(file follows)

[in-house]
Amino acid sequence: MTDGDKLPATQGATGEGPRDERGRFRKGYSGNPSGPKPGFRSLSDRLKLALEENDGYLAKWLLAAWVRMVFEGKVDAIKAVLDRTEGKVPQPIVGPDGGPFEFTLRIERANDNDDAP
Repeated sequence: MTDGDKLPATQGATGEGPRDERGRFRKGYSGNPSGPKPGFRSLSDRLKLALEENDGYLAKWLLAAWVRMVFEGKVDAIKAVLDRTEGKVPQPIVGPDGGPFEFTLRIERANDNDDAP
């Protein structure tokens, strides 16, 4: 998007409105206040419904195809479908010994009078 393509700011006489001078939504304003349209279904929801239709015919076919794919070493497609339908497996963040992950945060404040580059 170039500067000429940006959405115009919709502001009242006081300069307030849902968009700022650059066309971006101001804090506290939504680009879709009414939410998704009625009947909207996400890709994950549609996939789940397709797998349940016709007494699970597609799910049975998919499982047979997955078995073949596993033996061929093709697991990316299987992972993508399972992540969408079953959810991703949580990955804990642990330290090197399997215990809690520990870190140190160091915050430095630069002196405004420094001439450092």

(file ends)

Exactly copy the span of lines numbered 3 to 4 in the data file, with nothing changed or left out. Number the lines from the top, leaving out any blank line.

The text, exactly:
Repeated sequence: MTDGDKLPATQGATGEGPRDERGRFRKGYSGNPSGPKPGFRSLSDRLKLALEENDGYLAKWLLAAWVRMVFEGKVDAIKAVLDRTEGKVPQPIVGPDGGPFEFTLRIERANDNDDAP
């Protein structure tokens, strides 16, 4: 998007409105206040419904195809479908010994009078 393509700011006489001078939504304003349209279904929801239709015919076919794919070493497609339908497996963040992950945060404040580059 170039500067000429940006959405115009919709502001009242006081300069307030849902968009700022650059066309971006101001804090506290939504680009879709009414939410998704009625009947909207996400890709994950549609996939789940397709797998349940016709007494699970597609799910049975998919499982047979997955078995073949596993033996061929093709697991990316299987992972993508399972992540969408079953959810991703949580990955804990642990330290090197399997215990809690520990870190140190160091915050430095630069002196405004420094001439450092």